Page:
Initial Tweaks and Color Management
Before we dove into the intricacies of the color management system, however, we checked out the basic settings. Depending on your HDTV, you may not need fancy tools or software. The Picture Wizard in the LG HDTV, for example, offered an easy way to eyeball fundamental settings such as sharpness levels.
Heron also collected the results for the THX Bright Room setting I’d been using to break in the plasma set. We used this figure as a reference, since it’s a fixed setting. The color temperature actually was close to the desired D6500 (maybe a bit high, toward D6700). The color balance wasn’t perfect, though.
Each set of three bars represents various RGB settings at IRE ranging from 20 to 100. You want all those bars to be flat at the 100 mark on the Y-axis for each of the IRE settings. In the results shown here, green seems a little low, while blue and red are a bit high, on average.
The gamma was a little off--but then again, that was no surprise with a fixed setting tuned for brightly lit rooms.
Once we had collected the precalibration data, the next move was to change the menu settings from THX Bright Room to ISF mode 1, giving Heron access to all the settings, including the color management system.
The first calibration step was to tune the gamma. Dialing it to the 2.2 setting took only about 15 minutes; in fact, the ISF mode 1 “warm” setting was already pretty close. Heron also tweaked the grayscale tracking at this point.
Next, we started tuning individual levels for each primary and secondary color. This is where the process got repetitious. After we spent several hours tweaking each individual primary and second color, the final tuning looked like this.
It’s not perfect, but you never hit perfection--you just get as close as you can across the IRE range. One reason you can’t reach perfection is the interaction between settings: For instance, we’d tune the settings at IRE 90 and hit near-perfection, only to find out that the color balance at IRE 70 had shifted way out of whack. What we ended up with represented the best compromise we could reach.
If you look at the CIE chart at the lower left of the screenshot above, you’ll see that we nailed the colors fairly closely. All in all, it looks pretty good.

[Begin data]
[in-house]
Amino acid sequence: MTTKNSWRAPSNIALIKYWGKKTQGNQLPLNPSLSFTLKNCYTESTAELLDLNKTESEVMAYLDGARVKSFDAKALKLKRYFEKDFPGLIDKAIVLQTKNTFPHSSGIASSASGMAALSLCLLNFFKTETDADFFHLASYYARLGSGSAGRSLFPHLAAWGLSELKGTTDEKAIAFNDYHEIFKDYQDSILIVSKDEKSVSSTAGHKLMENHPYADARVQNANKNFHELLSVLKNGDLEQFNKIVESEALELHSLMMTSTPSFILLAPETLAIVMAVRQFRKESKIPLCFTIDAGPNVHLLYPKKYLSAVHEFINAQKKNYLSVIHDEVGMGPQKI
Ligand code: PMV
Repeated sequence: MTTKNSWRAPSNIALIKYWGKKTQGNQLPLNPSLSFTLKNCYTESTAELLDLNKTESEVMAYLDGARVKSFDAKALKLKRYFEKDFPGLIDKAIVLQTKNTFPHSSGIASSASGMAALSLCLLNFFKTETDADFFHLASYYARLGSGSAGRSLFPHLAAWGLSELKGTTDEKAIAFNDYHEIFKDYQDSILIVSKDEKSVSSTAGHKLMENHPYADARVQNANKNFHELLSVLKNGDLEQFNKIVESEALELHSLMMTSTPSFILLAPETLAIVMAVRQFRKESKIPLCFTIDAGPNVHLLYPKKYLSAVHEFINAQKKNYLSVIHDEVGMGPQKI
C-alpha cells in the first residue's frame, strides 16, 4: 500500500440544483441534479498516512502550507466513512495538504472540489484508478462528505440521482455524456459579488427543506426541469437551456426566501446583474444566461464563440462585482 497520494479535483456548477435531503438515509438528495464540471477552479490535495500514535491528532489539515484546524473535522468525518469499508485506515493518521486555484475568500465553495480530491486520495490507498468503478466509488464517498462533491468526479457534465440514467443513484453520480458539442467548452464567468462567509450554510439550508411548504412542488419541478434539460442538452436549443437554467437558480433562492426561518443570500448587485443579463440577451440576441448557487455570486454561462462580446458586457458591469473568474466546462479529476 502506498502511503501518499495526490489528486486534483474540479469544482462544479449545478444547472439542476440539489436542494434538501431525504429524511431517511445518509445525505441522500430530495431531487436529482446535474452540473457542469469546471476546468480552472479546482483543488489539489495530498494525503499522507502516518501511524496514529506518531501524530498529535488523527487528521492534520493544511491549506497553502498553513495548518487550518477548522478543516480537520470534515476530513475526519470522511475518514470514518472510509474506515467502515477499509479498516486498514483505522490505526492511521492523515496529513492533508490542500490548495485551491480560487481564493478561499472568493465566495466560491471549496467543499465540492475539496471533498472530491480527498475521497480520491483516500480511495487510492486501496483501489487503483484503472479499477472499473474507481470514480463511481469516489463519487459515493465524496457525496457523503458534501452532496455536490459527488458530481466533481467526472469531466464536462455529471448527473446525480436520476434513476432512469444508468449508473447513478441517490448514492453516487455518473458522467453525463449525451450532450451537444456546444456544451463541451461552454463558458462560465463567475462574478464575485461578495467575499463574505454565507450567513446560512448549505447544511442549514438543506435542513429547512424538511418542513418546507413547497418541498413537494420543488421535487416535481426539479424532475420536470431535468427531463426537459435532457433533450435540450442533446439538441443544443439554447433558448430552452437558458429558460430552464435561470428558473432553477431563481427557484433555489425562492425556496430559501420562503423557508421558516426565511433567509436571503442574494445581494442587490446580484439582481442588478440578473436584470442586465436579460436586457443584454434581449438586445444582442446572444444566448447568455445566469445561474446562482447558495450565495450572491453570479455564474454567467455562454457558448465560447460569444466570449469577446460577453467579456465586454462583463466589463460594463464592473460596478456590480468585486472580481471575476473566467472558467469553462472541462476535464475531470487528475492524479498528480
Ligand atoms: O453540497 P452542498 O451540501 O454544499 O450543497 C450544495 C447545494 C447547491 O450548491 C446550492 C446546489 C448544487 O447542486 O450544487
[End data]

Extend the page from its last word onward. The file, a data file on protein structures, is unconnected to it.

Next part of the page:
The Numbers Aren't the Only Concern
It’s possible to get a seemingly perfect set of numbers for most of the settings, and then discover that the actual image quality isn’t what you expect. Each person’s eye and brain differ in visual acuity and perception, and what may seem ideal in the lab might look harsh or off to your eye. In fact, when I first fired up my LG plasma, I thought it looked too “warm,” but I was coming from a rear-projection LCoS unit, which was in actuality too blue.
The visual quality differences I now perceive, after my set's calibration, are somewhat subtle. Dark areas of a scene certainly have better detail, and colors seem natural. If I shift between the THX Cinema and ISF 1 settings, I don’t see huge differences, though I tend to prefer the calibrated ISF 1 setting by a hair. On the other hand, the difference between THX Bright Room and ISF 1 is noticeable, and in that comparison I definitely prefer the calibrated setting.
Is calibration worth the cost and time? In my case, it’s still a little early to tell, but once again it depends on your viewing habits and your eye. Robert Heron will be dropping by my place for a follow-up session after doing some digging to tweak some of the settings further. Maybe we’ll get my HDTV even closer to perfect.
This story, "How to Calibrate Your HDTV" was originally published by PCWorld.